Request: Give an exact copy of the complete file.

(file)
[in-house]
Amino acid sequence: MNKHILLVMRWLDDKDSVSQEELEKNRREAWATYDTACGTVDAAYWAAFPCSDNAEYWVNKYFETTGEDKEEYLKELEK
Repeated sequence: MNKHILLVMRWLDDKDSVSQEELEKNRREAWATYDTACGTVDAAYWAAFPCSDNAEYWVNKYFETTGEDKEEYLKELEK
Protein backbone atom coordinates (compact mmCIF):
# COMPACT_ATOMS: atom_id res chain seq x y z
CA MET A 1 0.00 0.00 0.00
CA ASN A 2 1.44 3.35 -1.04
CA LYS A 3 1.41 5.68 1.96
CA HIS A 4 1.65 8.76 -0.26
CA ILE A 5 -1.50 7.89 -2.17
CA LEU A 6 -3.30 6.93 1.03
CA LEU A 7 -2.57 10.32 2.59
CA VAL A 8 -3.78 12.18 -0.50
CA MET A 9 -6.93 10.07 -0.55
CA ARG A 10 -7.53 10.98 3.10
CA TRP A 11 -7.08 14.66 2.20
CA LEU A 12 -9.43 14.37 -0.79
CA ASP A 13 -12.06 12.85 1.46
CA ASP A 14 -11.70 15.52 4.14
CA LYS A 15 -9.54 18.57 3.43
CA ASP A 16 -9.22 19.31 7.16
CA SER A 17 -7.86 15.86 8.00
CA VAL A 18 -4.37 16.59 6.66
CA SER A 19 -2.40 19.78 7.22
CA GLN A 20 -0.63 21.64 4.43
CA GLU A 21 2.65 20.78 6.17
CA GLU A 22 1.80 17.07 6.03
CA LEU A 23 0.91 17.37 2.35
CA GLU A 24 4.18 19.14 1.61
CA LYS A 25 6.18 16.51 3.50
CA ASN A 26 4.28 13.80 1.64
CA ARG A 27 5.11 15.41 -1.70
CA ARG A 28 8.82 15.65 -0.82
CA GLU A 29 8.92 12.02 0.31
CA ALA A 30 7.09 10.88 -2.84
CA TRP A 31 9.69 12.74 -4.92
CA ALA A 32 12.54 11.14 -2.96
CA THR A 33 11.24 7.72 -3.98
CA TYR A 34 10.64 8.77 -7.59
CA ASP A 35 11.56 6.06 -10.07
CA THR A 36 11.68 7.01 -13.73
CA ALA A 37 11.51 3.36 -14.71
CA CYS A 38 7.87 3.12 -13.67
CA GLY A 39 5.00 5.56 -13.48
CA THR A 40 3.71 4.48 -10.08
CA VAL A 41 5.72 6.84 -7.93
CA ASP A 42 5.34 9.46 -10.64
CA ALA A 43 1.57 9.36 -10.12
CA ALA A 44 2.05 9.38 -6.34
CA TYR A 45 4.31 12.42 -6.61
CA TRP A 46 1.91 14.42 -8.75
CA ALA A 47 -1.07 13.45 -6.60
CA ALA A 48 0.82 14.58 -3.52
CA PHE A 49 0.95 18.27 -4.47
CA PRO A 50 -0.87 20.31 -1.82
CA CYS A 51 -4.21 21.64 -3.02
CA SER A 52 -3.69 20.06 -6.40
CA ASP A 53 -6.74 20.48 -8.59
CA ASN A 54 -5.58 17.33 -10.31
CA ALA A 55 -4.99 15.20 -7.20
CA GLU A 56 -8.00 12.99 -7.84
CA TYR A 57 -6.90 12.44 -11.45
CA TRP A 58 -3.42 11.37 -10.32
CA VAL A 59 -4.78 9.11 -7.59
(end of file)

[in-house]
Amino acid sequence: MNKHILLVMRWLDDKDSVSQEELEKNRREAWATYDTACGTVDAAYWAAFPCSDNAEYWVNKYFETTGEDKEEYLKELEK
Repeated sequence: MNKHILLVMRWLDDKDSVSQEELEKNRREAWATYDTACGTVDAAYWAAFPCSDNAEYWVNKYFETTGEDKEEYLKELEK
Protein backbone atom coordinates (compact mmCIF):
# COMPACT_ATOMS: atom_id res chain seq x y z
CA MET A 1 0.00 0.00 0.00
CA ASN A 2 1.44 3.35 -1.04
CA LYS A 3 1.41 5.68 1.96
CA HIS A 4 1.65 8.76 -0.26
CA ILE A 5 -1.50 7.89 -2.17
CA LEU A 6 -3.30 6.93 1.03
CA LEU A 7 -2.57 10.32 2.59
CA VAL A 8 -3.78 12.18 -0.50
CA MET A 9 -6.93 10.07 -0.55
CA ARG A 10 -7.53 10.98 3.10
CA TRP A 11 -7.08 14.66 2.20
CA LEU A 12 -9.43 14.37 -0.79
CA ASP A 13 -12.06 12.85 1.46
CA ASP A 14 -11.70 15.52 4.14
CA LYS A 15 -9.54 18.57 3.43
CA ASP A 16 -9.22 19.31 7.16
CA SER A 17 -7.86 15.86 8.00
CA VAL A 18 -4.37 16.59 6.66
CA SER A 19 -2.40 19.78 7.22
CA GLN A 20 -0.63 21.64 4.43
CA GLU A 21 2.65 20.78 6.17
CA GLU A 22 1.80 17.07 6.03
CA LEU A 23 0.91 17.37 2.35
CA GLU A 24 4.18 19.14 1.61
CA LYS A 25 6.18 16.51 3.50
CA ASN A 26 4.28 13.80 1.64
CA ARG A 27 5.11 15.41 -1.70
CA ARG A 28 8.82 15.65 -0.82
CA GLU A 29 8.92 12.02 0.31
CA ALA A 30 7.09 10.88 -2.84
CA TRP A 31 9.69 12.74 -4.92
CA ALA A 32 12.54 11.14 -2.96
CA THR A 33 11.24 7.72 -3.98
CA TYR A 34 10.64 8.77 -7.59
CA ASP A 35 11.56 6.06 -10.07
CA THR A 36 11.68 7.01 -13.73
CA ALA A 37 11.51 3.36 -14.71
CA CYS A 38 7.87 3.12 -13.67
CA GLY A 39 5.00 5.56 -13.48
CA THR A 40 3.71 4.48 -10.08
CA VAL A 41 5.72 6.84 -7.93
CA ASP A 42 5.34 9.46 -10.64
CA ALA A 43 1.57 9.36 -10.12
CA ALA A 44 2.05 9.38 -6.34
CA TYR A 45 4.31 12.42 -6.61
CA TRP A 46 1.91 14.42 -8.75
CA ALA A 47 -1.07 13.45 -6.60
CA ALA A 48 0.82 14.58 -3.52
CA PHE A 49 0.95 18.27 -4.47
CA PRO A 50 -0.87 20.31 -1.82
CA CYS A 51 -4.21 21.64 -3.02
CA SER A 52 -3.69 20.06 -6.40
CA ASP A 53 -6.74 20.48 -8.59
CA ASN A 54 -5.58 17.33 -10.31
CA ALA A 55 -4.99 15.20 -7.20
CA GLU A 56 -8.00 12.99 -7.84
CA TYR A 57 -6.90 12.44 -11.45
CA TRP A 58 -3.42 11.37 -10.32
CA VAL A 59 -4.78 9.11 -7.59